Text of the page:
Elections in France: How People Vote and Why

France is preparing for its presidential runoff election, a crucial event that could redefine the country’s political landscape. The first round revealed a deeply divided nation, with voters leaning mostly toward two opposing poles, leaving few options for centrist candidates. To better understand the social fabric behind these results, it is useful to consider the analysis compiled for Panorama.it by Alexandre Del Valle, a political scientist and essayist specializing in geopolitics, which outlines the dynamics behind the electoral preferences of different demographic groups.

The First Round Result: A Polarized Electorate

The first round results clearly showed an extreme polarization. Marine Le Pen of the Rassemblement National (RN) and Emmanuel Macron of La République En Marche (LREM) emerged as the main contenders. Le Pen gained strong support in rural areas and among the working classes, leveraging issues such as immigration and security. Macron, on the other hand, found his support mainly in urban areas and among the more educated and wealthy classes, thanks to a pro-European and reformist platform.

Youth: Between Idealism and Rebellion

According to Del Valle, “young French people are strongly influenced by their educational and family context, which contributes to an extremely polarized vote.” “Young people, those who are educated, especially those who go to university, are quite left-wing up to a certain age,” Del Valle says, highlighting the role of educational institutions in shaping young people’s political opinions. However, Del Valle notes significant mobility among young voters. “A young person is often also rebellious, it can happen very often that a young person is either far left by rebellion… or directly at the opposite extreme, looking at and voting with interest for the National Front.” This reflects a desire to counter the system, which leads young people to choose candidates at the extremes of the political spectrum rather than centrist ones.

Adults and Social Class: A Marked Distinction

As for the adult population, Del Valle highlights a clear division based on social categories. “Those who are workers, or the son of workers, rarely vote for the left,” explains Del Valle, indicating that the working classes therefore tend to support the front led by Le Pen and the RN. “These voters often feel neglected by government policies and see the radical right as a defense of their interests and security.” On the contrary, “those who are the son of a civil servant or petty bourgeois vote for the left,” underlines Del Valle, suggesting that economic security and level of education influence electoral choices. These voters tend to support Macron, attracted by his pro-European and reformist policies, which promise stability and progress.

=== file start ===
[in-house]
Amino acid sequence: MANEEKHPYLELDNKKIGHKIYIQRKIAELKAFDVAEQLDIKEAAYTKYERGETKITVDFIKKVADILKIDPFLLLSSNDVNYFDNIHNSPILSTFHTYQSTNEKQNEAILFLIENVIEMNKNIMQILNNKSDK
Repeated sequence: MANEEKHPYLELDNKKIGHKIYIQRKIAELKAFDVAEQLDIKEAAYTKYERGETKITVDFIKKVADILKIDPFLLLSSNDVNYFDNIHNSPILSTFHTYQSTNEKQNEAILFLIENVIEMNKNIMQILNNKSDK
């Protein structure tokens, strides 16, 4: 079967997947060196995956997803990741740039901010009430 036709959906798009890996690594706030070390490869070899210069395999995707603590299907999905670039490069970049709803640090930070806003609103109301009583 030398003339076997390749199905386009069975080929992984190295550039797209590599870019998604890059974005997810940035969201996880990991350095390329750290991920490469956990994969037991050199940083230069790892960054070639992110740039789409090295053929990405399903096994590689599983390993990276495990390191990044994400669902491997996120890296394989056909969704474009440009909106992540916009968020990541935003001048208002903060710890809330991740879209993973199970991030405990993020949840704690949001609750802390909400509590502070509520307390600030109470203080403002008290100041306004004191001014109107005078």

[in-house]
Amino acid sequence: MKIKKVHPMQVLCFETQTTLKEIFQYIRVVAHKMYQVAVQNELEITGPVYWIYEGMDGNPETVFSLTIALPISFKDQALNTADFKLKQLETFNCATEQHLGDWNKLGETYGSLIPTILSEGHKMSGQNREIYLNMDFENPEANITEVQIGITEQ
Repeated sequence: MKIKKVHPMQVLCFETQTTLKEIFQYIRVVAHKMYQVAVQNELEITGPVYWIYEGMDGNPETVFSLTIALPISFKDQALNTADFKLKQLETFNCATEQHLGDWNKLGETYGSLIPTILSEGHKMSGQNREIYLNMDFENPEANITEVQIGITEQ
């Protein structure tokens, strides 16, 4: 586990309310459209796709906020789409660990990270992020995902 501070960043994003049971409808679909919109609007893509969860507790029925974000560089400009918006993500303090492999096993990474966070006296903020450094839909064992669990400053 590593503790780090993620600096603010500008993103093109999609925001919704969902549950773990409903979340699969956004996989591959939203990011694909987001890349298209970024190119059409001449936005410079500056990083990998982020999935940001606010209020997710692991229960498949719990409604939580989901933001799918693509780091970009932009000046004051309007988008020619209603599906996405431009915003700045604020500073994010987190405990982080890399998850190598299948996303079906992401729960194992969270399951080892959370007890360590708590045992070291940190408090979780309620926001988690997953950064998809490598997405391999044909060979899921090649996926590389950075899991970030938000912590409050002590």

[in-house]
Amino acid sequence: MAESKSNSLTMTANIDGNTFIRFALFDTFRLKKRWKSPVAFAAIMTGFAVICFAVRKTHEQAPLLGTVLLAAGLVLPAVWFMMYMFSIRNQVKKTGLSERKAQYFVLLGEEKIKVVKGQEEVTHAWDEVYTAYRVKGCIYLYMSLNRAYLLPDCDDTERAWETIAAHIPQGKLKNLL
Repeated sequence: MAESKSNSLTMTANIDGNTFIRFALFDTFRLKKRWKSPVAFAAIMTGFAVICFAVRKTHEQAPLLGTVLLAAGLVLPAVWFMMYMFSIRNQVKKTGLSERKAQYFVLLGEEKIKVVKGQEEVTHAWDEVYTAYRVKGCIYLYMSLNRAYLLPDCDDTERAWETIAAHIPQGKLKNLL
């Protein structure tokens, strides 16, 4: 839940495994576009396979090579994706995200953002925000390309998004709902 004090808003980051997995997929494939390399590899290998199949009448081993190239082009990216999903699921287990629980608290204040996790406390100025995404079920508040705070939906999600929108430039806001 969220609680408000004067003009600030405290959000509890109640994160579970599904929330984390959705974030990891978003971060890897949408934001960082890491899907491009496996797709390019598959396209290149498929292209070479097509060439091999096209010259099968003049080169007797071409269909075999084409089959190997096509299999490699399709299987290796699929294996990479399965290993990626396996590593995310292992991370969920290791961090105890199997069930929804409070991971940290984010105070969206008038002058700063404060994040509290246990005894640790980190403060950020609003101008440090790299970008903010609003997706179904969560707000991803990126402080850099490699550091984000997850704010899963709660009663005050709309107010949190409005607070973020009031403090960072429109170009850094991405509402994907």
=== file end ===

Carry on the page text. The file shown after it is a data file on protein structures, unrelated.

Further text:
Seniors: A Significant Change

A significant shift is also observed among older voters. Historically, this age group was more inclined to vote for moderate parties, avoiding the extremes. However, Del Valle notes that “before, the basic French, middle-aged or elderly, voted either socialist or communist or moderate right, but did not vote so much for the far right.” This attitude has changed significantly over time. “Today’s seniors, who are now 70, know almost nothing about the past, they have not lived through the Second World War, they are less traumatized by these types of historical events that have shaped our choices for many years and therefore the elderly are starting to vote much more far right than 30 years ago,” explains Del Valle. This shift is attributable to “a growing perception of insecurity and fear for the future.” The elderly, worried about their personal and social security, see the radical right as a protection against perceived threats.

The Republican Front: An Alliance Against the Rassemblement National

With a runoff election looming, the strategy of Macron and other centrist and left-wing parties will be crucial. Del Valle predicts that Macron will try to form a “republican front” to counter Le Pen. “It will be enough for the moderate right, the Macronists, plus the far left to have a majority of one or two votes more,” to form an alliance capable of defeating the RN. This republican front, Del Valle suggests, “could replicate the strategy adopted by Pedro Sánchez in Spain, where a coalition of the left, the far left and separatists allowed Sánchez to govern despite the right being the majority party.” France, with its long tradition of anti-fascism and resistance to the far right, could see a similar coalition form to prevent Le Pen from gaining power.

This weekend’s runoff election is therefore a crucial moment for France. The results of the first round have revealed a country deeply divided, with voters polarized between two extremes. Young people, influenced by education and driven by rebellion, are leaning toward radical positions. Adults and seniors, driven by economic and security concerns, are showing voting tendencies that reflect their changing experiences and perceptions. The outcome of the election will depend on the candidates’ ability to consolidate and mobilize their respective electoral bases, as well as their ability to build strategic alliances to overcome polarization. Given this, the runoff election promises to be a decisive moment for France’s political future, with profound implications for the country’s social fabric. The ability to form alliances and mobilize voters will be crucial to deciding which vision of the future prevails in France.